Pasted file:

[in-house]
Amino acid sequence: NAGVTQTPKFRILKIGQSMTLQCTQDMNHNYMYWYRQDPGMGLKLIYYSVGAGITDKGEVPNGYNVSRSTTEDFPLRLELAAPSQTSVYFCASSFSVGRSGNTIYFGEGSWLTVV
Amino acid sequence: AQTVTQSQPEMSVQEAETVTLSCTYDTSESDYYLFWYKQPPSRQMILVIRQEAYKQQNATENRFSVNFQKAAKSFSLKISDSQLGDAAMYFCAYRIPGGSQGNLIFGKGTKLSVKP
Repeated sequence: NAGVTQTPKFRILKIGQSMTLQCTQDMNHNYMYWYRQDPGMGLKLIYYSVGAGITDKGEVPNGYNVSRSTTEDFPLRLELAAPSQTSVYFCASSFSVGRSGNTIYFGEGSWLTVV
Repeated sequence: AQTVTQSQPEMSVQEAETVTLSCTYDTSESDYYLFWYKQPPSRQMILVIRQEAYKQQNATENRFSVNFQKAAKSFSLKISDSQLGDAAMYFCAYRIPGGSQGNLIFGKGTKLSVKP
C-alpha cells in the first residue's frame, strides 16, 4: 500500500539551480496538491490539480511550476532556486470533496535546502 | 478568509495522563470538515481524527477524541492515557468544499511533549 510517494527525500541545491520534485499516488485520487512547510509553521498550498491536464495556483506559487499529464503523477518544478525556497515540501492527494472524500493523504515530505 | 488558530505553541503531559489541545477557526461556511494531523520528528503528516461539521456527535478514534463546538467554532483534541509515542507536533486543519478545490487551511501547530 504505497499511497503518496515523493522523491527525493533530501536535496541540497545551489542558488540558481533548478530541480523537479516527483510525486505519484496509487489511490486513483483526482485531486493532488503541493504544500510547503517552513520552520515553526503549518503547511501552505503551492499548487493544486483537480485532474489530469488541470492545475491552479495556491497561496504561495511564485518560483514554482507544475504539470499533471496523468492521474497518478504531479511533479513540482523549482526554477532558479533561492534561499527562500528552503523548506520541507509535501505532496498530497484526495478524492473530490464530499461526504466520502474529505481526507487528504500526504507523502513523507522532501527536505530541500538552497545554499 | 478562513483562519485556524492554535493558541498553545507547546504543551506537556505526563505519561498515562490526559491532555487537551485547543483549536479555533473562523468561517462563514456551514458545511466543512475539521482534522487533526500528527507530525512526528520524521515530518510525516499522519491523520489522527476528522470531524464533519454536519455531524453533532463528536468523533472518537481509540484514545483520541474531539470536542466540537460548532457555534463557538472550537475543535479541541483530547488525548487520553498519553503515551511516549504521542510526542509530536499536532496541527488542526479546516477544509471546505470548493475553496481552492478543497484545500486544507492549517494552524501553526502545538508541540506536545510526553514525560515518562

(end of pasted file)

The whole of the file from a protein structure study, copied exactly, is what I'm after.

[in-house]
Amino acid sequence: NAGVTQTPKFRILKIGQSMTLQCTQDMNHNYMYWYRQDPGMGLKLIYYSVGAGITDKGEVPNGYNVSRSTTEDFPLRLELAAPSQTSVYFCASSFSVGRSGNTIYFGEGSWLTVV
Amino acid sequence: AQTVTQSQPEMSVQEAETVTLSCTYDTSESDYYLFWYKQPPSRQMILVIRQEAYKQQNATENRFSVNFQKAAKSFSLKISDSQLGDAAMYFCAYRIPGGSQGNLIFGKGTKLSVKP
Repeated sequence: NAGVTQTPKFRILKIGQSMTLQCTQDMNHNYMYWYRQDPGMGLKLIYYSVGAGITDKGEVPNGYNVSRSTTEDFPLRLELAAPSQTSVYFCASSFSVGRSGNTIYFGEGSWLTVV
Repeated sequence: AQTVTQSQPEMSVQEAETVTLSCTYDTSESDYYLFWYKQPPSRQMILVIRQEAYKQQNATENRFSVNFQKAAKSFSLKISDSQLGDAAMYFCAYRIPGGSQGNLIFGKGTKLSVKP
C-alpha cells in the first residue's frame, strides 16, 4: 500500500539551480496538491490539480511550476532556486470533496535546502 | 478568509495522563470538515481524527477524541492515557468544499511533549 510517494527525500541545491520534485499516488485520487512547510509553521498550498491536464495556483506559487499529464503523477518544478525556497515540501492527494472524500493523504515530505 | 488558530505553541503531559489541545477557526461556511494531523520528528503528516461539521456527535478514534463546538467554532483534541509515542507536533486543519478545490487551511501547530 504505497499511497503518496515523493522523491527525493533530501536535496541540497545551489542558488540558481533548478530541480523537479516527483510525486505519484496509487489511490486513483483526482485531486493532488503541493504544500510547503517552513520552520515553526503549518503547511501552505503551492499548487493544486483537480485532474489530469488541470492545475491552479495556491497561496504561495511564485518560483514554482507544475504539470499533471496523468492521474497518478504531479511533479513540482523549482526554477532558479533561492534561499527562500528552503523548506520541507509535501505532496498530497484526495478524492473530490464530499461526504466520502474529505481526507487528504500526504507523502513523507522532501527536505530541500538552497545554499 | 478562513483562519485556524492554535493558541498553545507547546504543551506537556505526563505519561498515562490526559491532555487537551485547543483549536479555533473562523468561517462563514456551514458545511466543512475539521482534522487533526500528527507530525512526528520524521515530518510525516499522519491523520489522527476528522470531524464533519454536519455531524453533532463528536468523533472518537481509540484514545483520541474531539470536542466540537460548532457555534463557538472550537475543535479541541483530547488525548487520553498519553503515551511516549504521542510526542509530536499536532496541527488542526479546516477544509471546505470548493475553496481552492478543497484545500486544507492549517494552524501553526502545538508541540506536545510526553514525560515518562